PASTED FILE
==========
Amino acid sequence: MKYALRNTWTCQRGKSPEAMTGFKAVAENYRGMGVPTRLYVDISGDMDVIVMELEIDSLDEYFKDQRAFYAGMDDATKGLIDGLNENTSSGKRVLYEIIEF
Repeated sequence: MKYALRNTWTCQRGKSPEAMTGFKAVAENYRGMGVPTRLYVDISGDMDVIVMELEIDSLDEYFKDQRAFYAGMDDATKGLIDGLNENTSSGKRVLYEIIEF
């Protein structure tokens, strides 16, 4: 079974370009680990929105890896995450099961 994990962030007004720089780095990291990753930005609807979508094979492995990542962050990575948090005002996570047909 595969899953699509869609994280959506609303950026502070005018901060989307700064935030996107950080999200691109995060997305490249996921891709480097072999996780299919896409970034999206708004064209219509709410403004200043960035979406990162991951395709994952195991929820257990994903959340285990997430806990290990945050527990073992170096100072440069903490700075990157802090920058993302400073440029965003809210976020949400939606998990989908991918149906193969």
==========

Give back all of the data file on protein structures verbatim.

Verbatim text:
Amino acid sequence: MKYALRNTWTCQRGKSPEAMTGFKAVAENYRGMGVPTRLYVDISGDMDVIVMELEIDSLDEYFKDQRAFYAGMDDATKGLIDGLNENTSSGKRVLYEIIEF
Repeated sequence: MKYALRNTWTCQRGKSPEAMTGFKAVAENYRGMGVPTRLYVDISGDMDVIVMELEIDSLDEYFKDQRAFYAGMDDATKGLIDGLNENTSSGKRVLYEIIEF
């Protein structure tokens, strides 16, 4: 079974370009680990929105890896995450099961 994990962030007004720089780095990291990753930005609807979508094979492995990542962050990575948090005002996570047909 595969899953699509869609994280959506609303950026502070005018901060989307700064935030996107950080999200691109995060997305490249996921891709480097072999996780299919896409970034999206708004064209219509709410403004200043960035979406990162991951395709994952195991929820257990994903959340285990997430806990290990945050527990073992170096100072440069903490700075990157802090920058993302400073440029965003809210976020949400939606998990989908991918149906193969």